Having worked at the Tourist Information Office at Seaford for a while, I was surprised about the large number of Asian visitors who wanted directions to the beautiful white cliffs of the Seven Sisters.
This mystery was solved when I discovered that the iconic view of our cliffs is a very popular screen saver in the orient! Is it any wonder that people are willing to travel for thousands of miles away to see our cliffs? They are one of the most visited tourist spots on the south coast and subject to countless photographs and paintings. They are also featured in many films including ‘Robin Hood - Prince of Thieves’, ‘Atonement’ and even “Dads Army”. I was pleased to see that local poet Peter Martin had used the image of the sisters on the front of his latest collection of poems – ‘Kindred Spaces’. Peter’s poems reflect his affinity with the Downs and coastline. His thoughtful words show his love for Sussex and I recommend this book to anyone who has a love of nature, the Sussex coast and folklore.
The cover shows the Seven Sisters from Hope Gap in one of Sarah Gregson’s wonderful paintings. Sarah is a local artist who took up painting rather later in life (there is hope for me yet) and I have often admired her paintings of the Cuckmere Valley and the Downs when displayed at the Crypt Gallery in Seaford.
But back to that iconic view (often cheekily used by film companies in place of the White Cliffs of Dover) Do you know that every ‘sister’ has a name as does every one of the sisters’ bottoms? (‘Bottom’ is a local name for a valley)
As you climb from Cuckmere Haven the first is Haven Brow which at 255 feet (78 metres) and is the tallest of all the sisters. Next is the much shorter Short Brow (214 feet). This was the site of the Cuckmere Station which was in situ from 1822 until 1921. It was a coastguard look-out station and was taken over by the military during the Great War when the focus of operations changed to looking out for the enemy rather than ships in trouble.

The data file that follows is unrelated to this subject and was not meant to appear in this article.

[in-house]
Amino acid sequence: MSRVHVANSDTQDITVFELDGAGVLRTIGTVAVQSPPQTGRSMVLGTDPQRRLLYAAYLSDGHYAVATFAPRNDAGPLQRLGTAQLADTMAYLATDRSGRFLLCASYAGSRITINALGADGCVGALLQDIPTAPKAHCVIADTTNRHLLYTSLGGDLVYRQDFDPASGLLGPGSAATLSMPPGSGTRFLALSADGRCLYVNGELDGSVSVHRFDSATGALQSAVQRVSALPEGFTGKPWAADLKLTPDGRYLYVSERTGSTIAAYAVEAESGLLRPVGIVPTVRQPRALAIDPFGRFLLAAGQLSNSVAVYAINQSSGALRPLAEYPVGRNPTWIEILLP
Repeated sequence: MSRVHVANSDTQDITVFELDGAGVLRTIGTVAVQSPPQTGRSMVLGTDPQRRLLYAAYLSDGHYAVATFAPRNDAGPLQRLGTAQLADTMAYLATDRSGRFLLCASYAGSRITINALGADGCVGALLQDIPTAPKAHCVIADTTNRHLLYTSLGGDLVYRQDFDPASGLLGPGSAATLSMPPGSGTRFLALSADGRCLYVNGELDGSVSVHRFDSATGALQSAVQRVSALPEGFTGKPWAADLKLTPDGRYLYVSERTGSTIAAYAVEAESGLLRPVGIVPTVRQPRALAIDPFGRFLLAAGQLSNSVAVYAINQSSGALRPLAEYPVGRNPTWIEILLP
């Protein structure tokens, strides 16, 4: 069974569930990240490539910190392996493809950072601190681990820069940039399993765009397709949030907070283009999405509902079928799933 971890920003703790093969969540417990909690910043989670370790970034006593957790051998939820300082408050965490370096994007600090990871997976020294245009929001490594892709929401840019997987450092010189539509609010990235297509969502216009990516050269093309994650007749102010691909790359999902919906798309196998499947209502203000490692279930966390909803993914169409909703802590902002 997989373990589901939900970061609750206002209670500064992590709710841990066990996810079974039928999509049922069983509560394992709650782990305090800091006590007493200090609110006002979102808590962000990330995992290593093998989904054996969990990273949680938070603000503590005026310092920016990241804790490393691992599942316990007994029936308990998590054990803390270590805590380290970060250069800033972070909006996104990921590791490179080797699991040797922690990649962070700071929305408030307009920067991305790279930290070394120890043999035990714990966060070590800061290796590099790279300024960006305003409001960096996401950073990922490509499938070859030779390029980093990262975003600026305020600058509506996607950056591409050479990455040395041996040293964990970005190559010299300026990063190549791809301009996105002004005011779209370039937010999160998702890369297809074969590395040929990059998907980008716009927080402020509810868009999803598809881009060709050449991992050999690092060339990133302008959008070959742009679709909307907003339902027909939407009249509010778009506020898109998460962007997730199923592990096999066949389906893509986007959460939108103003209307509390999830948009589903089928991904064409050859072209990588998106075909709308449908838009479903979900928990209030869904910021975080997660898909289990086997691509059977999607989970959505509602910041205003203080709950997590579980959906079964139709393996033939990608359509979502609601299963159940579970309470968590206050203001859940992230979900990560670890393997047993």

The valley between Short Brow and Rough Brow (216 feet) is called Limekiln Bottom, which was surely the site of an ancient kiln. Lime was extracted from the chalk and was used as mortar and also for agricultural purposes as an early form of manure. The Sussex County Magazine once suggested that Rough Brow was named after its course grass - but I must say I haven’t noticed an difference between the grass here and anywhere else on the Downs.
The fourth sister is Brass Point (160 feet), although this in the past was sometimes referred to as “Bran Point”. Beyond this is Gap Bottom (Crowlink Gap) where there is a footpath that leads up to the hamlet of Crowlink. This was the area that was regularly used by smugglers until the Government built another coastguard station here in the early 1800s. Although the buildings have long since gone, the coastguard station is clearly outlined in the short turf. So much contraband gin was landed here by the smugglers that “Crowlink Holland” (Holland being an alternative name for gin) was a recognisable brand in the taverns of London in the late 1700s.
After Crowlink Gap is the climb up Flagstaff Point (153 feet), the site of one of the communication flagpoles which could be used to swiftly send messages along the coast before the telegraph. A cairn made of flint and a Sarcen stone have been erected here and it is a good place to stop for a rest. The cairn was erected by the Society of Sussex Downsmen in 1926 to commemorate the generosity of William Campbell who purchased the land here and handed it to the nation (The Seven Sisters are now part of the South Downs National Park and much is managed by the National Trust).
The next hill is a Flat Hill although it is not officially one of the sisters - The Eight Sisters does not have the same ring!) At 194 feet, Baily’s Hill is the second highest sister.
Presumably Baily was once the land-owner here. The last bottom is Michel Dean. It was probably once pronounced ‘mickle’ which has been suggested is an old English word meaning ‘great’. The last sister before the land drops down to Birling Gap is Went Hill which is 143 feet high. This is the start of the Went Road - an ancient track that led inland through Friston and Willingdon towards the Weald. Birling Gap has been taken over by the National Trust and there is a pub and tea-room here, as well as steps that lead down to the beach.
This delightful walk is now part of the South Downs Way but two words of warning. Firstly in hot weather do take plenty of water and secondly do not stray too close to the edge as there have been several land-slips along the cliffs here.
If you want to know more there can be no better book than Monty Larkin’s “Seven Sisters - the History behind the view”. It is available at the Tourist Information Centre in Seaford.